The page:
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Defector: Escape from North Korea, The
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by Jay Seaver

"True-life thriller."
4 stars

SCREENED AT THE 2013 INDEPENDENT FILM FESTIVAL BOSTON: "The Defector" is a documentary adventure of sorts - it embeds the filmmakers and audience in a situation that has very real danger as things happen, rather than having the filmmakers dig up what they can later. Sure, it's not a big action-movie sort of adventure, but there's plenty of very real tension as a group of North Korean defectors make a 3,000-mile trip to escape to the South.

Such a long trip may seem unnecessary, but the border between the two Koreas is the most guarded frontier in the world, effectively impassable. So what's more common is for people to escape to Yanji in northern China, take the highway via Xian to Kunming, where they can sneak into Laos, cross the mountains on foot, and finally make it to Chiyachi, Thailand, where they can apply for political asylum in various countries. They can't do that alone, obviously, which is why there are brokers such as "Dragon", who escaped North Korea in 2001 and has helped about 500 since. This group includes Sook-ja, who is seeking her missing sister, and Yong-hee, who was kidnapped by human traffickers eight years previous and sold as a mail-order bride.

Ann Shin's film can't quite be a narrative film with real people, for a number of reasons. What would be plot threads in a feature inevitably sputter out unresolved here, and conflict between the subjects will often result not in great cinema but significantly reduced access for the filmmaker. Safety concerns mean that Shin and her crew (presumably just cinematographer Stephen Chung) cannot accompany the defectors on the trek through Laos, which is potentially the most cinematic leg of the journey. And while she does well with recreations when they're necessary, moments when she states her emotions in voiceover because it was prudent to hide them while she was filming are somewhat flat.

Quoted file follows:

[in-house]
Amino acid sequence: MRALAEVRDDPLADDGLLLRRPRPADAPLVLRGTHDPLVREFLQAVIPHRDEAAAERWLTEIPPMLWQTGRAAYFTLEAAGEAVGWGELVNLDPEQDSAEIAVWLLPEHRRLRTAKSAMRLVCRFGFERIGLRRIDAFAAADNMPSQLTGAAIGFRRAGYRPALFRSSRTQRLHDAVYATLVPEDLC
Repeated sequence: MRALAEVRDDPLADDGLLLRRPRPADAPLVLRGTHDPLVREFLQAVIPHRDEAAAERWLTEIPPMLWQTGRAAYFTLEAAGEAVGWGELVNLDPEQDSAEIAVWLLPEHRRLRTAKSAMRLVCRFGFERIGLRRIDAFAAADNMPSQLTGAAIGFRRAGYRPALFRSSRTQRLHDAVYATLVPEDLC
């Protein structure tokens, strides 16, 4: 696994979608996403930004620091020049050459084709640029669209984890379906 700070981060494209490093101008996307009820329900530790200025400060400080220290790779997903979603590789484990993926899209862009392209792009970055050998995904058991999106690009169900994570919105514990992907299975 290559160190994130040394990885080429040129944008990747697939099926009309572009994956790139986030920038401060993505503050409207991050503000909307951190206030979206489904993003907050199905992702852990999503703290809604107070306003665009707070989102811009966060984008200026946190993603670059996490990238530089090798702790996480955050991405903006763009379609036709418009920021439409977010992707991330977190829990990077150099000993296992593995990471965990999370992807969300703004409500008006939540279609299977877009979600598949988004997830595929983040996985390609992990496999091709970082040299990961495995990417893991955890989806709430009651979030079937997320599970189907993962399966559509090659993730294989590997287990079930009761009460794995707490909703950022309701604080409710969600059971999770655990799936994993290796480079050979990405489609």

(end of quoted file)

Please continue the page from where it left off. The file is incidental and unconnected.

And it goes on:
Despite all that, it's frequently an exciting trip; the dangers that the defectors face and that the filmmakers necessarily share are laid out clearly and captured fairly well for as much as Shin must often use disguised cameras or narrate what happened after-the-fact. There's suspense to be mined from wondering just how trustworthy this Dragon fellow really is, and while waiting for vans and knowing when Chinese authorities are most likely to perform spot checks on the highway may not sound like exciting tradecraft, those details wind up being surprisingly engrossing.

Detail is what makes The Defector fascinating to watch more often than not; Shin fits in a fair number of facts that audiences might not realize, such as how roughly 80% of all defectors from North Korea are women, without often running down a blind alley that's not particularly interesting or leaving any facet of the process under-examined. The movie is only about seventy minutes long, and a viewer will seldom go very long without learning something new or seeing those facts given practical application.

For obvious reasons, the interview subjects are not always particularly forthcoming - Dragon is, after all, a wanted criminal within China and the defectors fear reprisals against their families. Still, even with their faces obscured and their voices altered (though at times I wondered if someone in North Korea with time and facial reconstruction software could do something with what Shin leaves visible), they manage to be intriguing people. It's interesting to watch Dragon alternately try to sell Shin on his altruism and engage in the sort of pragmatic decisions that keep the enterprise going (including being a bit of a stickler about his fee), for instance, while Yong-hee can't seem to help but worry about what her Chinese husband will think of her abandoning him.

It seems strange, but then again, not so much. "The Defector" has the plot of a fictional thriller but the people in it are often as perfectly ordinary in their natures as they may be surprisingly brave in their actions. As much as pieces may be missing and results may not be what one hopes, it's a rather inspiring reminder of how far people will go for a better life, even if it seems fairly close for those of us who have it already.

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originally posted: 05/08/13 13:00:12
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OFFICIAL SELECTION: 2013 Independent Film Festival Boston For more in the 2013 Independent Film Festival Boston series, click here.

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Directed by
  Ann Shin

Written by
  Manfred Becker
  Ann Shin


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